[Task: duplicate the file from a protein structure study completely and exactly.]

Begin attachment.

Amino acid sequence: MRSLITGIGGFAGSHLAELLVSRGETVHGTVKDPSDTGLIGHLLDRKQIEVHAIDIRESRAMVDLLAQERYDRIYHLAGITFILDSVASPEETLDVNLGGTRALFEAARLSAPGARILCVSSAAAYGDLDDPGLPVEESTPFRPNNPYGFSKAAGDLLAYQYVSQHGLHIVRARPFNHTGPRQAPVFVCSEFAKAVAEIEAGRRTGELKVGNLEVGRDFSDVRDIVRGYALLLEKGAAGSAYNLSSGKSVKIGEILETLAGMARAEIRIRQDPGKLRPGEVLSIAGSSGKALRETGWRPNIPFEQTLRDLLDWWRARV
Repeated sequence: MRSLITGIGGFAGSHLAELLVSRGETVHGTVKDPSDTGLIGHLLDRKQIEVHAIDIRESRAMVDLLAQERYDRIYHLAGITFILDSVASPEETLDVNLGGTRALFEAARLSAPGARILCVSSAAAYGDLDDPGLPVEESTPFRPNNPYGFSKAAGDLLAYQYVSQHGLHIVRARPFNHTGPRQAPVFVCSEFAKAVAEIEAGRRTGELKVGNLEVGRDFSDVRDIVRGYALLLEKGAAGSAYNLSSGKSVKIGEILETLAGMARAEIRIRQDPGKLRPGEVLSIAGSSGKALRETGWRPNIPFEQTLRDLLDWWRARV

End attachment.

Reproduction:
Amino acid sequence: MRSLITGIGGFAGSHLAELLVSRGETVHGTVKDPSDTGLIGHLLDRKQIEVHAIDIRESRAMVDLLAQERYDRIYHLAGITFILDSVASPEETLDVNLGGTRALFEAARLSAPGARILCVSSAAAYGDLDDPGLPVEESTPFRPNNPYGFSKAAGDLLAYQYVSQHGLHIVRARPFNHTGPRQAPVFVCSEFAKAVAEIEAGRRTGELKVGNLEVGRDFSDVRDIVRGYALLLEKGAAGSAYNLSSGKSVKIGEILETLAGMARAEIRIRQDPGKLRPGEVLSIAGSSGKALRETGWRPNIPFEQTLRDLLDWWRARV
Repeated sequence: MRSLITGIGGFAGSHLAELLVSRGETVHGTVKDPSDTGLIGHLLDRKQIEVHAIDIRESRAMVDLLAQERYDRIYHLAGITFILDSVASPEETLDVNLGGTRALFEAARLSAPGARILCVSSAAAYGDLDDPGLPVEESTPFRPNNPYGFSKAAGDLLAYQYVSQHGLHIVRARPFNHTGPRQAPVFVCSEFAKAVAEIEAGRRTGELKVGNLEVGRDFSDVRDIVRGYALLLEKGAAGSAYNLSSGKSVKIGEILETLAGMARAEIRIRQDPGKLRPGEVLSIAGSSGKALRETGWRPNIPFEQTLRDLLDWWRARV